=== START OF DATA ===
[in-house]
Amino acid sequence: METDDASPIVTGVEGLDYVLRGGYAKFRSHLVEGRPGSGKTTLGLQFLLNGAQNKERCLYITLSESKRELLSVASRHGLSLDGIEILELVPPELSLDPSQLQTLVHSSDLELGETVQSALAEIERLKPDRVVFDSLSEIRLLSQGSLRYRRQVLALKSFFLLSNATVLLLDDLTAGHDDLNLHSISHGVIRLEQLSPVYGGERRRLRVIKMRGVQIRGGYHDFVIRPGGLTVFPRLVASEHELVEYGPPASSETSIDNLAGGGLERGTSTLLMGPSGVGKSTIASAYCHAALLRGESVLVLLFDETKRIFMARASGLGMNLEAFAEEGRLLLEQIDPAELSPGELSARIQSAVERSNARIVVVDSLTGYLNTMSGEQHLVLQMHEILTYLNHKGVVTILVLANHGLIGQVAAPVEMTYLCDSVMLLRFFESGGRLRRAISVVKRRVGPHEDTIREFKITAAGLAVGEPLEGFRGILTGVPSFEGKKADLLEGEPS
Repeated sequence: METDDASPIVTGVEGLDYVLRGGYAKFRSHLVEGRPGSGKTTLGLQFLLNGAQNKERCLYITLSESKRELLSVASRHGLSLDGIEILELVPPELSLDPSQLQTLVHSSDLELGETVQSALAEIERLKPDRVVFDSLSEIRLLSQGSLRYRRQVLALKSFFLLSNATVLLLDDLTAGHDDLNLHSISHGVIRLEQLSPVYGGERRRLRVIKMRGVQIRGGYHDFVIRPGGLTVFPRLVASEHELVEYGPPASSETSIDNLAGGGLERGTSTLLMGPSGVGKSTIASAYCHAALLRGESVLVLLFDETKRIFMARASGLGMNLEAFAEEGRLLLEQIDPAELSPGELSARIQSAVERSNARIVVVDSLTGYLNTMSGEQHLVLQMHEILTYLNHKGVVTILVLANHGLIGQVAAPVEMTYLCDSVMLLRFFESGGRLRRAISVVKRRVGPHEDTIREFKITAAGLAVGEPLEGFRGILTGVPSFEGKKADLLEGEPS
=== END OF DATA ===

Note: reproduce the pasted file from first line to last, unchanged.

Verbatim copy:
[in-house]
Amino acid sequence: METDDASPIVTGVEGLDYVLRGGYAKFRSHLVEGRPGSGKTTLGLQFLLNGAQNKERCLYITLSESKRELLSVASRHGLSLDGIEILELVPPELSLDPSQLQTLVHSSDLELGETVQSALAEIERLKPDRVVFDSLSEIRLLSQGSLRYRRQVLALKSFFLLSNATVLLLDDLTAGHDDLNLHSISHGVIRLEQLSPVYGGERRRLRVIKMRGVQIRGGYHDFVIRPGGLTVFPRLVASEHELVEYGPPASSETSIDNLAGGGLERGTSTLLMGPSGVGKSTIASAYCHAALLRGESVLVLLFDETKRIFMARASGLGMNLEAFAEEGRLLLEQIDPAELSPGELSARIQSAVERSNARIVVVDSLTGYLNTMSGEQHLVLQMHEILTYLNHKGVVTILVLANHGLIGQVAAPVEMTYLCDSVMLLRFFESGGRLRRAISVVKRRVGPHEDTIREFKITAAGLAVGEPLEGFRGILTGVPSFEGKKADLLEGEPS
Repeated sequence: METDDASPIVTGVEGLDYVLRGGYAKFRSHLVEGRPGSGKTTLGLQFLLNGAQNKERCLYITLSESKRELLSVASRHGLSLDGIEILELVPPELSLDPSQLQTLVHSSDLELGETVQSALAEIERLKPDRVVFDSLSEIRLLSQGSLRYRRQVLALKSFFLLSNATVLLLDDLTAGHDDLNLHSISHGVIRLEQLSPVYGGERRRLRVIKMRGVQIRGGYHDFVIRPGGLTVFPRLVASEHELVEYGPPASSETSIDNLAGGGLERGTSTLLMGPSGVGKSTIASAYCHAALLRGESVLVLLFDETKRIFMARASGLGMNLEAFAEEGRLLLEQIDPAELSPGELSARIQSAVERSNARIVVVDSLTGYLNTMSGEQHLVLQMHEILTYLNHKGVVTILVLANHGLIGQVAAPVEMTYLCDSVMLLRFFESGGRLRRAISVVKRRVGPHEDTIREFKITAAGLAVGEPLEGFRGILTGVPSFEGKKADLLEGEPS